Hypermedia Teacher Resources

Find Hypermedia educational ideas and activities

Showing 21 - 40 of 51 resources
Students assemble and format their stories and layout their electronic newspaper.
Students visit John Schick's Virtual Ellis Island Museum created by students in his classroom in order to develop criteria for their own research.
Students explore the use of matrices and graphing calculators to solve a complex linear programming problem. They begin by reviewing homework problems in which they relate the solvability of a system of linear equations to the invertibility of the coefficient matrix. Students use graphing calulators to solve linear systems.
Fifth graders, as part of a group effort, write a book review that includes a summary. Using appropriate multimedia software, 5th graders write and produce a commercial promoting their book to encourage others to read it.
Eighth graders investigate varous writing skills as part of larger course of study. The instructional activity is essentially a rough guide for conducting a class for writing. The main focus of the plan is organizing ideas using various strategies that could include outining or mind maps.
Learners are introduced to the concept of self-esteem and discuss how it is important in friendships. In groups, they counsel one another to determine how one's personal behavior affects the others in their group. They discover the best way to make friends and solve common issues.
Students visit a number of sites on immigration that were created by other children. They evaluate the sorts of research students carried out to create the site, how it is structured, what sort of information and graphics are included. Students use the research to guide them in conducting their own research and constructing a site.
Students read the Who We Are Section on Calfee Designs Webpage and discuss carbon usage. They work in pairs to look up the minerals diamond and graphite then create a chart on the properties of each mineral then compare how they differ and how they are alike.
Identify their feelings about Shakespeare's plays, addressing their readability and relevance to their lives. 2. Explore the effects of remaking Shakespeare plays in a modern context, as well as differences that emerge when a play is turned into a film, by reading and discussing "A Simpler Melancholy in a Different Denmark." 3. Modernize a scene from "Hamlet" by setting it in modern times.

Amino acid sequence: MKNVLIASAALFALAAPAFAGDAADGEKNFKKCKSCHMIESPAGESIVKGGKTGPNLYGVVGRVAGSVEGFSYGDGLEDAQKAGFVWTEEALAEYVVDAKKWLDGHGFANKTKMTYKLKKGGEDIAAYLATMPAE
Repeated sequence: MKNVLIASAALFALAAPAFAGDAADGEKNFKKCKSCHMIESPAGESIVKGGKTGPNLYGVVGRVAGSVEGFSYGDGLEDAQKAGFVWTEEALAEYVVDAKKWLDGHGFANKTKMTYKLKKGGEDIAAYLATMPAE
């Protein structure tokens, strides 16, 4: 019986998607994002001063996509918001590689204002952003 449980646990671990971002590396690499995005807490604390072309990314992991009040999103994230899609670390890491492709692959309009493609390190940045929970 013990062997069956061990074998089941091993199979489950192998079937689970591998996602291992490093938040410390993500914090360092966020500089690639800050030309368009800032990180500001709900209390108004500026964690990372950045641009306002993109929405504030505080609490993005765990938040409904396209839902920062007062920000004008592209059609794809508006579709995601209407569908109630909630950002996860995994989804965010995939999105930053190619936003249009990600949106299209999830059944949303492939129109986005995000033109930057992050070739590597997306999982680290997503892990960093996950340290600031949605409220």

Students use general skills and strategies of the writing process to show their role in their family, school, friendships, the community and the world. They demonstrate their self-motivation and increasing responsibility for their own learning.
Students read various Mercer Mayer books. They discuss the enhancement of family and relationships within the family. Students write a book with their peers about their relationship with a member of their family. They practice their editing skills with the writing of the books.
Students create a slide show or iMovie reflecting an animal of their choice. After choosing a biome, they research it on the Internet and write a list of the characteristics. Comparing and contrasting their biome to another biome, they create a Venn diagram using Kidspiration and take digital pictures of an animal to create an iMovie.
Students examine the art, crime and fashion of the Roaring Twenties. In groups, they research a specific aspect of this time period and act it out for the rest of the class. They also create a PowerPoint presentation sharing their information and make a poster.
Eleventh graders examine the challenges that faced United States as a new nation.  For this American History lesson, 11th graders study the chronology of events leading up to the expedition of Lewis and Clark.  Students organize information using concept maps. 
Second graders explore severe weather conditions. In this science lesson, 2nd graders research severe weather and create a presentation.
Pupils explore the World Wide Web and its interconnecting threads providing data. The lesson was originally written for librarians with little or no net experiences.
Students identify and explore complex ways that the theme of "frontiers" or socio-political borders affect Chicano identity in the US and examine notions of "resistance" and "affirmation" as a fundamental ideology in Chicano life, history, and culture.
Students examine local community agencies and their contributions to the community. They create Web pages that profile the community agencies and their interviews with the volunteers.
Students write reports of their research findings to be shared with friends and families. They develop their reports into web pages for publication on the Internet.
Students receive and read electronic reviews of their essays.

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